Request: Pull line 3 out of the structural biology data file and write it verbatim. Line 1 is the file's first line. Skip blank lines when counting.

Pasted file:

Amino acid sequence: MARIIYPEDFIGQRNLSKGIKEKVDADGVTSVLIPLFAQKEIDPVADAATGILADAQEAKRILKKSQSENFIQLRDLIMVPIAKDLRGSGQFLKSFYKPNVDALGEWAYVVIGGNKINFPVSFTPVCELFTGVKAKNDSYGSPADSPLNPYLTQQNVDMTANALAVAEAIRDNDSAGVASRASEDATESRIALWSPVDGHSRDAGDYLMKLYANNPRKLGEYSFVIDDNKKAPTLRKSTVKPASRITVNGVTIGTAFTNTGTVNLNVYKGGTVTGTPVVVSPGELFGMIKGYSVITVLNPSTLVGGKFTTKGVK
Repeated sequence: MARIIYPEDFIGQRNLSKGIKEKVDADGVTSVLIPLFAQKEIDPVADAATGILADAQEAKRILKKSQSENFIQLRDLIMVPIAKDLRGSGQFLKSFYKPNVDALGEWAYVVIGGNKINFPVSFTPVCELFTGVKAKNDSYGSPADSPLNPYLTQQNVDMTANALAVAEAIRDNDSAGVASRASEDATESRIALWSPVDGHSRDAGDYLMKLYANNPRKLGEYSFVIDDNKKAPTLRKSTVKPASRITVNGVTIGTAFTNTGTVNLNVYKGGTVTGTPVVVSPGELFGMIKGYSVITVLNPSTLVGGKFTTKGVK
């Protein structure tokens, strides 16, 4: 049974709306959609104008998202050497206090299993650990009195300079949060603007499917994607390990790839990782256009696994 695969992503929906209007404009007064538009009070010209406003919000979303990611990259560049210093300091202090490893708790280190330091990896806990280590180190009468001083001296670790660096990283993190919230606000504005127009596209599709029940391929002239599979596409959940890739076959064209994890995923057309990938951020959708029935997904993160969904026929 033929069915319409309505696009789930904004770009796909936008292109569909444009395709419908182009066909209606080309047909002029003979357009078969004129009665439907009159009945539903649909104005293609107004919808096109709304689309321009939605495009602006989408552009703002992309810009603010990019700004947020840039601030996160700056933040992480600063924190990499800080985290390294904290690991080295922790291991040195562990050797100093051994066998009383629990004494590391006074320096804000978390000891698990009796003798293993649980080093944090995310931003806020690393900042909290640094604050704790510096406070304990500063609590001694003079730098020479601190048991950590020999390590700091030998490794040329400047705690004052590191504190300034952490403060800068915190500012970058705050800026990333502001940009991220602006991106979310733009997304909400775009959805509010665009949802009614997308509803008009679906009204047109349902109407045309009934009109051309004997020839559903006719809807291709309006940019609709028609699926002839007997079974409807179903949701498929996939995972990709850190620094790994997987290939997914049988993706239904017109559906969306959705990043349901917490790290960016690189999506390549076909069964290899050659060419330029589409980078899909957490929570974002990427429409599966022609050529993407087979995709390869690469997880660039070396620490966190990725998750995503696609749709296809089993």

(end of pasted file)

């Protein structure tokens, strides 16, 4: 049974709306959609104008998202050497206090299993650990009195300079949060603007499917994607390990790839990782256009696994 695969992503929906209007404009007064538009009070010209406003919000979303990611990259560049210093300091202090490893708790280190330091990896806990280590180190009468001083001296670790660096990283993190919230606000504005127009596209599709029940391929002239599979596409959940890739076959064209994890995923057309990938951020959708029935997904993160969904026929 033929069915319409309505696009789930904004770009796909936008292109569909444009395709419908182009066909209606080309047909002029003979357009078969004129009665439907009159009945539903649909104005293609107004919808096109709304689309321009939605495009602006989408552009703002992309810009603010990019700004947020840039601030996160700056933040992480600063924190990499800080985290390294904290690991080295922790291991040195562990050797100093051994066998009383629990004494590391006074320096804000978390000891698990009796003798293993649980080093944090995310931003806020690393900042909290640094604050704790510096406070304990500063609590001694003079730098020479601190048991950590020999390590700091030998490794040329400047705690004052590191504190300034952490403060800068915190500012970058705050800026990333502001940009991220602006991106979310733009997304909400775009959805509010665009949802009614997308509803008009679906009204047109349902109407045309009934009109051309004997020839559903006719809807291709309006940019609709028609699926002839007997079974409807179903949701498929996939995972990709850190620094790994997987290939997914049988993706239904017109559906969306959705990043349901917490790290960016690189999506390549076909069964290899050659060419330029589409980078899909957490929570974002990427429409599966022609050529993407087979995709390869690469997880660039070396620490966190990725998750995503696609749709296809089993």